b. The packaging sealing process for sterile barrier packaging is not monitored.
3. Failure to validate computer software for its intended use for computers or automated data processing systems used as part of production or the quality system, 21 CFR 820.70(i). For example, the software used to control the automated [redacted] used to produce medical devices has not been validated.
4. Failure to establish and maintain adequate procedures for implementing corrective and preventive action, as required by 21 CFR 820.100. For example:
a. Your corrective and preventive action (CAPA) procedures do not include requirements for analyzing processes, work operations, concessions, quality audit reports, quality records, service records, complaints, returned product, and other sources of quality data to identify existing and potential causes of nonconforming product, or other quality problems. The CAPA procedures also do not include the methods for such analyses.
b. Your CAPA procedures do not identify when you will verify versus validate corrective and preventive actions to ensure that such action is effective and does not adversely affect the finished device.
c. There is no documentation that relevant information on identified quality problems as well as corrective and preventive actions is reviewed by management.
5. Failure to establish and maintain procedures for finished device acceptance that ensure that finished devices are not released for distribution until: (1) the activities required in the DMR are completed; (2) the associated data is reviewed; (3) the release is authorized by the signature of a designated individual(s); and (4) the authorization is dated, as required by 21 CFR 820.80(d). For example, the release of medical devices is not authorized by the signature of a designated individual nor dated, and there are no procedures for authorization to release medical devices.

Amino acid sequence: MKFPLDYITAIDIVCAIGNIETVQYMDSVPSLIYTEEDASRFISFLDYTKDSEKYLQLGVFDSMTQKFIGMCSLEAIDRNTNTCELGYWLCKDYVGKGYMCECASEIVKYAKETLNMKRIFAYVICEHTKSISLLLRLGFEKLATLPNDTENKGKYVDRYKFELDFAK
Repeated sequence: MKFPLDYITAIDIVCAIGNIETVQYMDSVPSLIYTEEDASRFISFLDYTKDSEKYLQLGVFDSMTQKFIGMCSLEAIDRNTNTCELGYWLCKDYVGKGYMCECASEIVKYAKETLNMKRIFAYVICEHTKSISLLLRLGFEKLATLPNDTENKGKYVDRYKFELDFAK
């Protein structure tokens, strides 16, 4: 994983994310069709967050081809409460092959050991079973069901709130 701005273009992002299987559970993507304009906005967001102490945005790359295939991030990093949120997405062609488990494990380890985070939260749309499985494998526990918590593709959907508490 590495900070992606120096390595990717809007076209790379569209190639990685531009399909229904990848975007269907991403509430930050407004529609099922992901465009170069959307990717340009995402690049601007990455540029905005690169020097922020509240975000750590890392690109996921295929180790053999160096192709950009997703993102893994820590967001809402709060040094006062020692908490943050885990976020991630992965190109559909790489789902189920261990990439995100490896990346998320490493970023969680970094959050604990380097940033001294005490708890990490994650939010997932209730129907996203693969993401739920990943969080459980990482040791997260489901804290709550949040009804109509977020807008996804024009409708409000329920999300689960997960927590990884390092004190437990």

6. Failure to establish and maintain adequate procedures for acceptance of incoming product to include the inspection, testing, or other verification that the incoming product conforms to specified requirements, as required by 21 CFR 820.80(b). For example, you do not review quality testing records for incoming raw materials and components to ensure that the results of the tests meet established specifications. In addition, it appears that acceptance or rejection is not documented.
7. Failure to establish and maintain adequate procedures to ensure that sampling plans are adequate for their intended use and reviewed when changes occur, as require b 21 CFR 820.250(b). For example, your sampling plan to sample every [redacted] and [redacted] device for in-process and finished device acceptance activities is not based on a valid scientific or statistical rationale.
8. Failure to establish and maintain adequate procedures for quality audits that require that quality audits be conducted by individuals who do not have direct responsibility for the matters being audited, as required by 21 CFR 820.22. For example, the [redacted] performs the internal audits of areas of the quality system that are under his direct responsibility.